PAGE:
3) You router / firewall device puts incoming data into a QoS bucket and only empties that bucket at the rate you requested. Incoming data will adapt to that speed as computers inside will only see acknowledge receipt at that speed. Also, the occasional (purposefully) dropped packet works really well for slowing down a connection.

When trying to find a device that handles this, look for QoS (Quality of Service) in the configuration / documentation. Linux (or BSD) boxes are also handy for this.

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That almost makes sense - so the technique is to limit the rate of acknowledgements and to do so by pretending to the LAN device that the server is sending more slowly than it really is? So there will be a burst filling the connection at first, then not after that? –  TessellatingHeckler Nov 30 '11 at 16:50
@TessellatingHeckler Yes, that's it. Also, the "burst" shouldn't be a very large burst courtesy of en.wikipedia.org/wiki/Slow-start. –  Jeff Ferland Nov 30 '11 at 17:01
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You use a firewall or device that supports QoS (quality of service) limiting.

You could build a Linux system to act as the office gateway and have it use traffic shaping to achieve this. Just needs multiple NICs installed and then every machine points to is as a gateway.

As a bonus, you could configure a proxy server on it to help ease traffic too. Something like Squid. There may be turnkey routing appliance distributions that can do this too.

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How does QoS help? By the time your device can apply QoS to a download, the incoming traffic has already arrived over the internet connection and potentially blocked it up while doing so. QoS can apply to outgoing traffic, but it can't do anything about incoming traffic because by the time it sees the traffic, it's too late. –  TessellatingHeckler Nov 30 '11 at 16:48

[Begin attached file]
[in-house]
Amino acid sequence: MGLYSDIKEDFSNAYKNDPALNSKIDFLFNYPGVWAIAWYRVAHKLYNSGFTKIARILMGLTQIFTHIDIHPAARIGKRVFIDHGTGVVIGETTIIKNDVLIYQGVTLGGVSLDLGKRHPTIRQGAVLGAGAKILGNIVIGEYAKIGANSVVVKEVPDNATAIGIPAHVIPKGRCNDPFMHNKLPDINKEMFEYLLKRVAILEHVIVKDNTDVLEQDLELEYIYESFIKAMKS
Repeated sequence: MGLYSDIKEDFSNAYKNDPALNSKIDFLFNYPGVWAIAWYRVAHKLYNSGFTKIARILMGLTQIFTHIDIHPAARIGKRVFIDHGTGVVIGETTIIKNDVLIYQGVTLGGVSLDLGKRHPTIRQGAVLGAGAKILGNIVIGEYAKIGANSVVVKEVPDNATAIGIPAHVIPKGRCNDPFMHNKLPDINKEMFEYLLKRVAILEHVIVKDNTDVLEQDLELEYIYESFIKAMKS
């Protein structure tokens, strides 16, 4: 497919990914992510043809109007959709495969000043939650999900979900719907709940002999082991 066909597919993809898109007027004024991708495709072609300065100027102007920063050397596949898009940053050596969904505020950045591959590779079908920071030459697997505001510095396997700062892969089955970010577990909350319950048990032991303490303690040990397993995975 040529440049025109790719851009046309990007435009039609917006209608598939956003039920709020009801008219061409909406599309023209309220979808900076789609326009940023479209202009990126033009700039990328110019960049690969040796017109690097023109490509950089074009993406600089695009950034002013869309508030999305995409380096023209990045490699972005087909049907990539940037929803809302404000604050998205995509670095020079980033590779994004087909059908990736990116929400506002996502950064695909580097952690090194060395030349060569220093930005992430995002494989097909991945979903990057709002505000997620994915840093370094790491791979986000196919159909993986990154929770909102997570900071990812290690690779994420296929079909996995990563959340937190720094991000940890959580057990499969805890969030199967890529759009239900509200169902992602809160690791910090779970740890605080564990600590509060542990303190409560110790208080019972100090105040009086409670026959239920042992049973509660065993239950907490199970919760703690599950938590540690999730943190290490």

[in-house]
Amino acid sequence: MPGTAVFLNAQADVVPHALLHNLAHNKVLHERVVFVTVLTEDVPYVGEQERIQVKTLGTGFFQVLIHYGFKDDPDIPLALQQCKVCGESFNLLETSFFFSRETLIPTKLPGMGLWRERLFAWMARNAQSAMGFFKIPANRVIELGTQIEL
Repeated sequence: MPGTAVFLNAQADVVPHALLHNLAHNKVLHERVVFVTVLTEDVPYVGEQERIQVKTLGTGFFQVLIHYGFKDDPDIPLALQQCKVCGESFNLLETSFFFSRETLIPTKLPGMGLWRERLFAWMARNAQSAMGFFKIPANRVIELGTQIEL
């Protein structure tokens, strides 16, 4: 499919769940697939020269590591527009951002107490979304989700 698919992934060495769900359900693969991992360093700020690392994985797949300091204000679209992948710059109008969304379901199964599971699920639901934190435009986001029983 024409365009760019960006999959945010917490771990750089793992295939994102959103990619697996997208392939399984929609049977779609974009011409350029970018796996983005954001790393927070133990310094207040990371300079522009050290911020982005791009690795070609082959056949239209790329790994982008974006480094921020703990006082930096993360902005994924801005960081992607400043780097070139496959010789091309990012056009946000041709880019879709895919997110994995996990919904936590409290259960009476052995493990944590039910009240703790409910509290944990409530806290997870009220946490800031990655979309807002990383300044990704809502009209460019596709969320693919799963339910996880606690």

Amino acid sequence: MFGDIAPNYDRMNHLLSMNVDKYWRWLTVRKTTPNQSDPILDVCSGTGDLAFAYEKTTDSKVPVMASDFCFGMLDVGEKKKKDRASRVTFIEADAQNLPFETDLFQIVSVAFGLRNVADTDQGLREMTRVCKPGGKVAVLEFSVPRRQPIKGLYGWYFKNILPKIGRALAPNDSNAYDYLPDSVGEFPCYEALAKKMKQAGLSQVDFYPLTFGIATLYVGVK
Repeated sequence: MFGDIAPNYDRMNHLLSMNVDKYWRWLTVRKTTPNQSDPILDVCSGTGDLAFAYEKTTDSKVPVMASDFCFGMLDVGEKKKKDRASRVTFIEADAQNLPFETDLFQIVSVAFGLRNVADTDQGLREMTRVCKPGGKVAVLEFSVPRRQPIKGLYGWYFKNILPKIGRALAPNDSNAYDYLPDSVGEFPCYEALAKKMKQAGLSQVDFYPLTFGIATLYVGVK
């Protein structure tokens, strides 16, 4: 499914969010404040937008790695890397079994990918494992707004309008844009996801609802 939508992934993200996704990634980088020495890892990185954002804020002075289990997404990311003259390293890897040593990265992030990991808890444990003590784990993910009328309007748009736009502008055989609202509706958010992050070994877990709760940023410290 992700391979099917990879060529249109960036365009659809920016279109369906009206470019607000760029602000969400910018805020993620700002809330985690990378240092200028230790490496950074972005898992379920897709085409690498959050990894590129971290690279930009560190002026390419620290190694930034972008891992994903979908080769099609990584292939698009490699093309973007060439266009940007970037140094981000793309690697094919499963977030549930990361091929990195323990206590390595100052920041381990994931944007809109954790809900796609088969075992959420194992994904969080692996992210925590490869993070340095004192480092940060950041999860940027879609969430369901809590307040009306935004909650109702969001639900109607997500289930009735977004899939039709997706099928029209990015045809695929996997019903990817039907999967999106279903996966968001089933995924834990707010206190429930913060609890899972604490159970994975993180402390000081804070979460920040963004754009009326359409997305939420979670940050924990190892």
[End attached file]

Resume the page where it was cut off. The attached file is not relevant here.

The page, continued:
It can shape traffic where you can control it. There's no way you can tell a remote server to limit the speed at which you get the data, but you can lower it at your ingress point. Otherwise, you'd have to talk to your provider about traffic shaping in their network to your feed. –  Bart Silverstrim Nov 30 '11 at 16:55
Also the proxy server can help ease some congestion as well. But otherwise, you're going to have to shape it at the ingress point. –  Bart Silverstrim Nov 30 '11 at 16:55
My original question was: it appears you can't shape at ingress point, because any control you can apply happens after the traffic has passed through the bottleneck, how does any amount of technology deal with that? "Apply QoS e.g. with Linux" and "use traffic shaping" may be practically what to do, but I was looking for an explanation of how that can possibly help. (and now have some in other replies). –  TessellatingHeckler Nov 30 '11 at 17:49
@TessellatingHeckler: The method that I like also enables the use of ECN which actually does tell the sending server to slow down without dropping packets. This method is to apply the rate limiter such as RED to packets leaving on the LAN interface, instead of trying to use an ingress filter on the WAN interface. –  Zan Lynx Nov 30 '11 at 21:13
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The HTTP protocol doesn't provide facilities to limit the used bandwidth, and even if it did, that would be a client-side setting, on which network administrators couldn't have any control.

Bandwidth limiting (also known as "Quality Of Service") is usually managed on routers/firewalls, which handle all the incoming and outgoing traffic to/from a network; the ones that support this usually let you configure policies such as "let any single client computer use at most 10% of all the available bandwidth", or "give SMTP priority over FTP so that emails can flow even when someone is doing an heavy download".

How exactly this is accomplished depends on the router/firewall used, but the most basic way is to just throw away packets that exceed the configured limits; TCP will ensure they get retransmitted, and will eventually be able to pass through the bottleneck.